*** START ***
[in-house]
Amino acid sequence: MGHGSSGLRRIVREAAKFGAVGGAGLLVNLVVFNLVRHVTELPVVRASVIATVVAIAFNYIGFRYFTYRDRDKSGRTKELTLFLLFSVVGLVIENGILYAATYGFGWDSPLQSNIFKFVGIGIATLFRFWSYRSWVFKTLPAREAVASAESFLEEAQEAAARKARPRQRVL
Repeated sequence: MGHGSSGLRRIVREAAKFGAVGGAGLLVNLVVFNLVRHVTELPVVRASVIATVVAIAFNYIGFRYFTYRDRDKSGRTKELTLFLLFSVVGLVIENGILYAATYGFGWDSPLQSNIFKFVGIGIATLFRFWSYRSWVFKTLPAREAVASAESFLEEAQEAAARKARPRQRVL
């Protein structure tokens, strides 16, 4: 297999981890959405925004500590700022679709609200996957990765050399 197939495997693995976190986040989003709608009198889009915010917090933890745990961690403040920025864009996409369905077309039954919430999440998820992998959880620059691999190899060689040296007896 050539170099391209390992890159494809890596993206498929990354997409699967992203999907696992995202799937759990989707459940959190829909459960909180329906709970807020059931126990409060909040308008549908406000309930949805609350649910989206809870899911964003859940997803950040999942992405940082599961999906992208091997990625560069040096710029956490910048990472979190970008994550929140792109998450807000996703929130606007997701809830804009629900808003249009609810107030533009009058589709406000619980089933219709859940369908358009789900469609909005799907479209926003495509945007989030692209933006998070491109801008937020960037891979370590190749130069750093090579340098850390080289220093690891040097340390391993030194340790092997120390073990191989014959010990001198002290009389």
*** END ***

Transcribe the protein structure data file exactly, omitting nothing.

[in-house]
Amino acid sequence: MGHGSSGLRRIVREAAKFGAVGGAGLLVNLVVFNLVRHVTELPVVRASVIATVVAIAFNYIGFRYFTYRDRDKSGRTKELTLFLLFSVVGLVIENGILYAATYGFGWDSPLQSNIFKFVGIGIATLFRFWSYRSWVFKTLPAREAVASAESFLEEAQEAAARKARPRQRVL
Repeated sequence: MGHGSSGLRRIVREAAKFGAVGGAGLLVNLVVFNLVRHVTELPVVRASVIATVVAIAFNYIGFRYFTYRDRDKSGRTKELTLFLLFSVVGLVIENGILYAATYGFGWDSPLQSNIFKFVGIGIATLFRFWSYRSWVFKTLPAREAVASAESFLEEAQEAAARKARPRQRVL
């Protein structure tokens, strides 16, 4: 297999981890959405925004500590700022679709609200996957990765050399 197939495997693995976190986040989003709608009198889009915010917090933890745990961690403040920025864009996409369905077309039954919430999440998820992998959880620059691999190899060689040296007896 050539170099391209390992890159494809890596993206498929990354997409699967992203999907696992995202799937759990989707459940959190829909459960909180329906709970807020059931126990409060909040308008549908406000309930949805609350649910989206809870899911964003859940997803950040999942992405940082599961999906992208091997990625560069040096710029956490910048990472979190970008994550929140792109998450807000996703929130606007997701809830804009629900808003249009609810107030533009009058589709406000619980089933219709859940369908358009789900469609909005799907479209926003495509945007989030692209933006998070491109801008937020960037891979370590190749130069750093090579340098850390080289220093690891040097340390391993030194340790092997120390073990191989014959010990001198002290009389």